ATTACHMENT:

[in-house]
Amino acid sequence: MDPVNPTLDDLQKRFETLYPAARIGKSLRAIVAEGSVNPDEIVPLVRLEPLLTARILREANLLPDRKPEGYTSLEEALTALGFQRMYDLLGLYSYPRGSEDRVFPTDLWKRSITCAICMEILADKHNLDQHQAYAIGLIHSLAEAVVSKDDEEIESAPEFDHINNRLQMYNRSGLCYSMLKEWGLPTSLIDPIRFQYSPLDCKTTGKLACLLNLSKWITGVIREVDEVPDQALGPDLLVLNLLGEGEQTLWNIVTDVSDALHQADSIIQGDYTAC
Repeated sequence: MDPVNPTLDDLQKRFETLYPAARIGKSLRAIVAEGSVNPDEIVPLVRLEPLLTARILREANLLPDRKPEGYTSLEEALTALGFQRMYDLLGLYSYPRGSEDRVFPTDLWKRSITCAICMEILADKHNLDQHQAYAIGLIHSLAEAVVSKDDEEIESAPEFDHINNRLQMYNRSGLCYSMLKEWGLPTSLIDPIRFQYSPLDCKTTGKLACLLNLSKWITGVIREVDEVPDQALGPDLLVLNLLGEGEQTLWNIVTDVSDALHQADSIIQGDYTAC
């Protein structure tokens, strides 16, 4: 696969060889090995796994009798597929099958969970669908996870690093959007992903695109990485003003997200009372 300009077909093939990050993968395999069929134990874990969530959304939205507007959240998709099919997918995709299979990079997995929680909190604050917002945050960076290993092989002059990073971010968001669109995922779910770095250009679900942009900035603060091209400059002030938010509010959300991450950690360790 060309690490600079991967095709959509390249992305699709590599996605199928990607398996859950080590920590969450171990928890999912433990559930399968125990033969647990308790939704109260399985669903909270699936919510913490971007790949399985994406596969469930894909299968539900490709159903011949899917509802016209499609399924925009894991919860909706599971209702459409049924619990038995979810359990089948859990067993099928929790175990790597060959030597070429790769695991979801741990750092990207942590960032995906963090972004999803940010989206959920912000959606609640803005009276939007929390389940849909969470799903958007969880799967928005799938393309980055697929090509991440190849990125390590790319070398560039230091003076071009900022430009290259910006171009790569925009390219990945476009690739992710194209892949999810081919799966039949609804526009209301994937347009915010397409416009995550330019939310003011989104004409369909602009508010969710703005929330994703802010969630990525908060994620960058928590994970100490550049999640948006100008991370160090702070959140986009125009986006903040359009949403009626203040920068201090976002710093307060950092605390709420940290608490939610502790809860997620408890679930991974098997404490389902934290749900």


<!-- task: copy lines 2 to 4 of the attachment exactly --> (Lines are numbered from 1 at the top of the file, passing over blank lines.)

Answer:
Amino acid sequence: MDPVNPTLDDLQKRFETLYPAARIGKSLRAIVAEGSVNPDEIVPLVRLEPLLTARILREANLLPDRKPEGYTSLEEALTALGFQRMYDLLGLYSYPRGSEDRVFPTDLWKRSITCAICMEILADKHNLDQHQAYAIGLIHSLAEAVVSKDDEEIESAPEFDHINNRLQMYNRSGLCYSMLKEWGLPTSLIDPIRFQYSPLDCKTTGKLACLLNLSKWITGVIREVDEVPDQALGPDLLVLNLLGEGEQTLWNIVTDVSDALHQADSIIQGDYTAC
Repeated sequence: MDPVNPTLDDLQKRFETLYPAARIGKSLRAIVAEGSVNPDEIVPLVRLEPLLTARILREANLLPDRKPEGYTSLEEALTALGFQRMYDLLGLYSYPRGSEDRVFPTDLWKRSITCAICMEILADKHNLDQHQAYAIGLIHSLAEAVVSKDDEEIESAPEFDHINNRLQMYNRSGLCYSMLKEWGLPTSLIDPIRFQYSPLDCKTTGKLACLLNLSKWITGVIREVDEVPDQALGPDLLVLNLLGEGEQTLWNIVTDVSDALHQADSIIQGDYTAC
């Protein structure tokens, strides 16, 4: 696969060889090995796994009798597929099958969970669908996870690093959007992903695109990485003003997200009372 300009077909093939990050993968395999069929134990874990969530959304939205507007959240998709099919997918995709299979990079997995929680909190604050917002945050960076290993092989002059990073971010968001669109995922779910770095250009679900942009900035603060091209400059002030938010509010959300991450950690360790 060309690490600079991967095709959509390249992305699709590599996605199928990607398996859950080590920590969450171990928890999912433990559930399968125990033969647990308790939704109260399985669903909270699936919510913490971007790949399985994406596969469930894909299968539900490709159903011949899917509802016209499609399924925009894991919860909706599971209702459409049924619990038995979810359990089948859990067993099928929790175990790597060959030597070429790769695991979801741990750092990207942590960032995906963090972004999803940010989206959920912000959606609640803005009276939007929390389940849909969470799903958007969880799967928005799938393309980055697929090509991440190849990125390590790319070398560039230091003076071009900022430009290259910006171009790569925009390219990945476009690739992710194209892949999810081919799966039949609804526009209301994937347009915010397409416009995550330019939310003011989104004409369909602009508010969710703005929330994703802010969630990525908060994620960058928590994970100490550049999640948006100008991370160090702070959140986009125009986006903040359009949403009626203040920068201090976002710093307060950092605390709420940290608490939610502790809860997620408890679930991974098997404490389902934290749900």